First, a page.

Sometimes a little detail turns a painting from good to WOW! and adding water drops, rain drops or dew drops to your work can be just such a detail. The other thing is that they are a brilliant way of practicing tone and shadow control, which was the subject of last week’s tip. They are simple, but so effective! You can paint a realistic droplet in just a few layers.
Anatomy of a dew drop
It is worth considering the anatomy of a water drop – they are lighter than their surroundings and bend the light as it passes through them. Somewhat counter intuitively, the end nearest the light source is darker than the end further away. The water drop will have bright highlights reflecting the light source and will cast a shadow. The shadow will be small if the light is overhead and longer if the light is low. If the light is low, some of the light may pass through the water drop meaning that there is a light centre to the core of the shadow. The droplet will distort the image of anything it is on top of – much light spectacle lenses can distort the face. So a dew drop on a leaf may distort the veins (see below). They will pick up and reflect colour from nearby objects.
Different ways to paint dew drops
Paint a drop on white paper first. Paint around the highlights and then use a wet brush to pull the pigment out into the shape of the droplet, going from dark to light. Once dry, add the cast shadow and use a damp brush to pull out a lighter area in the middle. Allow to dry and deepen any tones as required.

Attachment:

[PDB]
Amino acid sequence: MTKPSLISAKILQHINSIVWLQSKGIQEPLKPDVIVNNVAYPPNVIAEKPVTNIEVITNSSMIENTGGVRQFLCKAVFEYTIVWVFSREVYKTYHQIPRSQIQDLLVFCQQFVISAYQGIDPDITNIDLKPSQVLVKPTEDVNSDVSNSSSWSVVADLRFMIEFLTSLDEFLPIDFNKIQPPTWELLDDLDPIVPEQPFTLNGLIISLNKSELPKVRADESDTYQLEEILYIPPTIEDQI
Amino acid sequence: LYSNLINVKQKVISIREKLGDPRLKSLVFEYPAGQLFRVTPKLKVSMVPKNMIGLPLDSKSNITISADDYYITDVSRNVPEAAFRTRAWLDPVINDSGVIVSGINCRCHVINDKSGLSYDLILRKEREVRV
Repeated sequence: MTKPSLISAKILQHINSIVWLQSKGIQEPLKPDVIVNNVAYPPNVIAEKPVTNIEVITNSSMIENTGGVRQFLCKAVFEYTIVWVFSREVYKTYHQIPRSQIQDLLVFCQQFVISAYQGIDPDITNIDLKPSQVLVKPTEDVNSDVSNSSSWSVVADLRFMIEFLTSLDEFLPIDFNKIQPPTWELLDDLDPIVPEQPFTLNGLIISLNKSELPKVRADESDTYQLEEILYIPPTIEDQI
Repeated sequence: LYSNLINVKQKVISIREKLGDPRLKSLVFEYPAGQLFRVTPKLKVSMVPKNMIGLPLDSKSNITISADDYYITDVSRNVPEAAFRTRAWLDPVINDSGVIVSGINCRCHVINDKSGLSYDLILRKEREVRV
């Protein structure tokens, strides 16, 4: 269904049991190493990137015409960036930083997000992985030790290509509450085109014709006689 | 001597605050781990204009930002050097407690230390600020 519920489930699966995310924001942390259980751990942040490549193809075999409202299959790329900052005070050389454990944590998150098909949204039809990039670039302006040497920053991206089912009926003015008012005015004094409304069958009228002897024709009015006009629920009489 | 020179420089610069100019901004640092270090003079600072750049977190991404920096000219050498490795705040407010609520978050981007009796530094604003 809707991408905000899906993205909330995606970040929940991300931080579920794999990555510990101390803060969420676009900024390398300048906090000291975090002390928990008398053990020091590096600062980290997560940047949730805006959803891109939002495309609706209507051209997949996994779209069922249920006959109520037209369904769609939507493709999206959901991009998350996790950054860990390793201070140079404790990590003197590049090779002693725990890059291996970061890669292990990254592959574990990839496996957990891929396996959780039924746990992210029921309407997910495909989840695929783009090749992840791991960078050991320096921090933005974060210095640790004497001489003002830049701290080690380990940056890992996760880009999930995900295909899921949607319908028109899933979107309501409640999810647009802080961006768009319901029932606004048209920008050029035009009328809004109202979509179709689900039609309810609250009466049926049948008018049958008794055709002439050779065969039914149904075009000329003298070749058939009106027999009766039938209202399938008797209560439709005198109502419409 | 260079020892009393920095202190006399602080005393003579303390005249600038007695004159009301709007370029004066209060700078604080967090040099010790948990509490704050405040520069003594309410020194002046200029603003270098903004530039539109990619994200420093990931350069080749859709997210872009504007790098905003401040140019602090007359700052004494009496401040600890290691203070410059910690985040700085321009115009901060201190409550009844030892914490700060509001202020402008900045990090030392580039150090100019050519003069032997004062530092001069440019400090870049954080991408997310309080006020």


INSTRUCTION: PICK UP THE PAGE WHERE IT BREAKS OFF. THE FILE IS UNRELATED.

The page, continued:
There are four options for painting on a background. You can simply paint around the droplet and leave a ‘hole’, then paint as per the white paper drop. This was done in droplet 2. This is great if you know where you want the droplet to be and your hand is steady enough to leave the highlights. Alternatively you can apply masking fluid, then paint the background and once dry paint the drop. You may need to lift colour from the light end of the droplet with a damp small flat brush. See example 4 below.
You could paint the background and lift out light patches where you want the droplets to be, while the paint is wet (3) or paint the background and lift out with a damp brush once the paint is dry (5). This last method has the advantage that you don’t have to plan where the drops are going. However both of these don’t let you keep bright white highlights. You need to add in white highlights with gouache or an opaque white pen. These will give a little zing to the droplet. Of course highlights will be in different positions on the droplet, so really observe what is going on and simplify.
The final thing to do is to add in anything which might be visible through the drop or reflections of colour from nearby objects.
If you would like to see my YouTube video about painting water drops, please go to: https://youtu.be/Rn9NCZ9MJMg I publish a short video each week on Sunday, covering the tips, tricks and techniques I wish I had known when I started to paint. If you subscribe and hit the notification bell, you should get told each time a new one is available.